fb-pixel Skip to main content

Working toward equity in education is a collaborative effort

Nyah McClain colored a picture at her desk during the last week of school at the Higginson-Lewis school in Boston in June 2013.The Boston Globe/Boston Globe

Higher Ground Boston can speak to the importance of the Massachusetts Education Equity Partnership report released last week (“Mass. advocates want more focus on education,” Metro, Sept. 15). Following our launch in 2011, founder Hubie Jones and I met three Roxbury school leaders and asked how we could help. They flagged early childhood development, student homelessness, and support for educators.

We supported Crispus Attucks Children’s Center to ensure it avoided shutdown around 2015; helped the center improve its funding base, increase enrollment, and become a Boston Public Schools universal prekindergarten community site; and implemented a $4 million capital project.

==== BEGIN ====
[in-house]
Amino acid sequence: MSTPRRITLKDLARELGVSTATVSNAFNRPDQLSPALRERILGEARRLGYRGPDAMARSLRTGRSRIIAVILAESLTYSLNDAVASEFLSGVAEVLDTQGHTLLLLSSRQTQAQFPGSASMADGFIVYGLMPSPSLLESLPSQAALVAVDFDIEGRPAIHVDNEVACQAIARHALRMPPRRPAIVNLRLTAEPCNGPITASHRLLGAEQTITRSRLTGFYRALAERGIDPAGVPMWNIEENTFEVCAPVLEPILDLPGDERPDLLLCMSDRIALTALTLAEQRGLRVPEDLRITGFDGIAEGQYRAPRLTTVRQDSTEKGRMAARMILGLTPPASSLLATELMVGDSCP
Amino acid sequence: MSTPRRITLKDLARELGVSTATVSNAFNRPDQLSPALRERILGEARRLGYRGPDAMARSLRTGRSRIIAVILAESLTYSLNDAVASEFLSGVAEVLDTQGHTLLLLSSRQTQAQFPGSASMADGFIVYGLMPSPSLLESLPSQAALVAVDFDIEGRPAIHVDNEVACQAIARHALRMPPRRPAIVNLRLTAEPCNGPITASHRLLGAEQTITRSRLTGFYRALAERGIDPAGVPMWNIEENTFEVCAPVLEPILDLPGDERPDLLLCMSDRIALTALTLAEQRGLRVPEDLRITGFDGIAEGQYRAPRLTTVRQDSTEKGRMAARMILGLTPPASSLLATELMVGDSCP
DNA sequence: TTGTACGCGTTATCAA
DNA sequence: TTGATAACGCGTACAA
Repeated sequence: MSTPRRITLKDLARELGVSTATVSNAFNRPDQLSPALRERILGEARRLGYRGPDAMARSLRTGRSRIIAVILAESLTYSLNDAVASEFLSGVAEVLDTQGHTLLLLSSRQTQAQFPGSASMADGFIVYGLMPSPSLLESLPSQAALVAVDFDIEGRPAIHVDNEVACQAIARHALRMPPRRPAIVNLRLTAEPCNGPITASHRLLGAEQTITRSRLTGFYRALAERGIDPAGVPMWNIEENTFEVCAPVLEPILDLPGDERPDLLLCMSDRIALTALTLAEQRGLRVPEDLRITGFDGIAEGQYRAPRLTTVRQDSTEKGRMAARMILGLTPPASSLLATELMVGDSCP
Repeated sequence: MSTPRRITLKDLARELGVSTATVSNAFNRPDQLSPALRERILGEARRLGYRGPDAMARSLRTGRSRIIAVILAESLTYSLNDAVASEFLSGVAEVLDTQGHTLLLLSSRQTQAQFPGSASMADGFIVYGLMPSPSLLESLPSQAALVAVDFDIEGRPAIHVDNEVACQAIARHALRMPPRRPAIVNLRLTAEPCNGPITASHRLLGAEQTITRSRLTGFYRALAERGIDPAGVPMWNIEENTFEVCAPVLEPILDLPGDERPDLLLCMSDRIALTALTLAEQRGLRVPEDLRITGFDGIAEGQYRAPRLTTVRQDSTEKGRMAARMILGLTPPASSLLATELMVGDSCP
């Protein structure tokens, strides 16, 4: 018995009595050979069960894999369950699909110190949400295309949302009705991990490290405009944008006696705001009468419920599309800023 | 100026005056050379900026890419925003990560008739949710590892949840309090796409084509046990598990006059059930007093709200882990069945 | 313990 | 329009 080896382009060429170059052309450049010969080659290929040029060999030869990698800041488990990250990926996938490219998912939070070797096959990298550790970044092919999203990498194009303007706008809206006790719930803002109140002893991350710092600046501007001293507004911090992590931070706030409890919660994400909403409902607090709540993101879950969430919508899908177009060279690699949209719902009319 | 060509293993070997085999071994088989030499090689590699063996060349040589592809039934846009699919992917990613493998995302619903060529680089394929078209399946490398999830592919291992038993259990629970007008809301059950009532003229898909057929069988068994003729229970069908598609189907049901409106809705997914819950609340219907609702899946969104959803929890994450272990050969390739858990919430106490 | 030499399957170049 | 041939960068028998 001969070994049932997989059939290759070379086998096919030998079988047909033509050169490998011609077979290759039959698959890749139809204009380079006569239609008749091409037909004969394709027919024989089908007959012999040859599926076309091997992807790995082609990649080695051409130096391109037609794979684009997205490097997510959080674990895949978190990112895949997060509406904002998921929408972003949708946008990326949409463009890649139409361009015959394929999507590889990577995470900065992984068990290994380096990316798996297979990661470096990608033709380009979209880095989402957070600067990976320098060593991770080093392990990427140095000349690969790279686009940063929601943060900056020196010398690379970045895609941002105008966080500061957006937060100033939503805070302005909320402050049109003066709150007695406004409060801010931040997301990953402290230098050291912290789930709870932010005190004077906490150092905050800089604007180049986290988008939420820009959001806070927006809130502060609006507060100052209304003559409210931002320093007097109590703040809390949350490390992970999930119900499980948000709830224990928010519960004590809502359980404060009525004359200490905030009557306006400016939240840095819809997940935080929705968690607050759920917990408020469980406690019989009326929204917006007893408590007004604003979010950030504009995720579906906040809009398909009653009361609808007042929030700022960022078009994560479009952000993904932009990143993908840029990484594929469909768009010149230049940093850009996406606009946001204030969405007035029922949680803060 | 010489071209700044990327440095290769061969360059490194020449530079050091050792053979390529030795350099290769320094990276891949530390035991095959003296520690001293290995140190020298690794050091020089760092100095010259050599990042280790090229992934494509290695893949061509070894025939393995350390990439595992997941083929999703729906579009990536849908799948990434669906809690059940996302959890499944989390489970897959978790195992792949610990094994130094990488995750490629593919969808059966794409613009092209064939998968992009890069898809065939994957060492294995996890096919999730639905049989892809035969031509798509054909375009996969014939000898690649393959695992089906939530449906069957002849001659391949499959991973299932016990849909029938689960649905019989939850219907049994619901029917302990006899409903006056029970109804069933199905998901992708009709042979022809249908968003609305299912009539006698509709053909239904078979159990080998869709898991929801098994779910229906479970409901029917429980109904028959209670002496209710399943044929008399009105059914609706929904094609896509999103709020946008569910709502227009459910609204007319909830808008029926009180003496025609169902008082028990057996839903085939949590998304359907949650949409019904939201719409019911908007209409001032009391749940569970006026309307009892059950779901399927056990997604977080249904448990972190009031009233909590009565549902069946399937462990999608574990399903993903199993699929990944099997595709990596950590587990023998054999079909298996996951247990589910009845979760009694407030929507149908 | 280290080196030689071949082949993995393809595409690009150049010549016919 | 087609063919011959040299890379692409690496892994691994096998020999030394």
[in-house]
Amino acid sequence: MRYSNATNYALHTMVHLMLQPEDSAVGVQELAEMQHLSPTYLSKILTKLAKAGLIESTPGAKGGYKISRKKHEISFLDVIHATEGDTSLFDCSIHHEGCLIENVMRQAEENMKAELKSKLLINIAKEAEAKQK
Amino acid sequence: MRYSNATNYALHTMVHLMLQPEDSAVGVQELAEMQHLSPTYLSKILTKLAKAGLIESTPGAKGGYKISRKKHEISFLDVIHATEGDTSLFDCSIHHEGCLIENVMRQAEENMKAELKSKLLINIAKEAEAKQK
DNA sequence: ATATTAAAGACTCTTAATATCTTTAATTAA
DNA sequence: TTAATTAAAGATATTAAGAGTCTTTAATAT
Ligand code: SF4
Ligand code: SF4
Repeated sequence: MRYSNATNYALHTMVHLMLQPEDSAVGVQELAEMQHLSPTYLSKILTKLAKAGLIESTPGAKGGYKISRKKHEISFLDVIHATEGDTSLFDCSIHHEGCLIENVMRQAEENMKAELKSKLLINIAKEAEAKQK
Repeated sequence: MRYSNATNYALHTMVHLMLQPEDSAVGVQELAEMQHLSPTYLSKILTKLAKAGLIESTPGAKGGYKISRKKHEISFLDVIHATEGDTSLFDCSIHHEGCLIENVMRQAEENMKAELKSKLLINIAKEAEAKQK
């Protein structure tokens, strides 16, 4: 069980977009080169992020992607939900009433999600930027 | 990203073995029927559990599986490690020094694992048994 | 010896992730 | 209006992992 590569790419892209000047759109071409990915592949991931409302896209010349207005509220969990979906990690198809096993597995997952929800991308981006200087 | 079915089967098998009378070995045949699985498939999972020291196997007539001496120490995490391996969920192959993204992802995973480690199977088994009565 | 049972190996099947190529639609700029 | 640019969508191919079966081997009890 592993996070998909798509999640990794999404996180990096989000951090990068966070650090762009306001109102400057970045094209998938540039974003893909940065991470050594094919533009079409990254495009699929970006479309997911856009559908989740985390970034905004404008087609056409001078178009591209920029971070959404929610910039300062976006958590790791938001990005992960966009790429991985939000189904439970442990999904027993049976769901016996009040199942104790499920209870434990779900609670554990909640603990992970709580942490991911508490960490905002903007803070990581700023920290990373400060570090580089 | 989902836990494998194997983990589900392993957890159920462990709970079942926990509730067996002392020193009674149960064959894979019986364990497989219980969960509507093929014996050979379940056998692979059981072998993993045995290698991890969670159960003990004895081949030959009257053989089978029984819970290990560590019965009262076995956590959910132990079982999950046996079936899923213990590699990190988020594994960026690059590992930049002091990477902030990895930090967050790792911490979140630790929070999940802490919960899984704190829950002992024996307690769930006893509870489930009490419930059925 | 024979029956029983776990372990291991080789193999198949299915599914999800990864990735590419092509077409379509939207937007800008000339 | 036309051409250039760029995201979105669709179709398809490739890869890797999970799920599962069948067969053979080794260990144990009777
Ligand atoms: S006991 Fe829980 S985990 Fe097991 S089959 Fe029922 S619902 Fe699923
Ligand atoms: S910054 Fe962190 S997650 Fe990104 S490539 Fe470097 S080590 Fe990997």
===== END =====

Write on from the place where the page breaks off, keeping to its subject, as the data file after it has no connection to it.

In 2018, we helped launch a collaborative effort to address student homelessness with three nonprofits (the Dudley Street Neighborhood Initiative, Project Hope, and New Lease for Homeless Families) and three Boston agencies (BPS, the Boston Housing Authority, and the Mayor’s Office of Housing), and housed 400 homeless students and their families. We and 13 nonprofits formed the Surround Care Coalition to create a school network and provide excellent education for 1,000 children at the Crispus Attucks Children’s Center and three neighborhood schools.

Our partnerships demonstrate the importance of collaboration, sharing resources, mutual accountability, and the positive impact of collective effort. We are prepared for the long road ahead and confident we can advance equity in education.

Mossik Hacobian

Executive director

Higher Ground Boston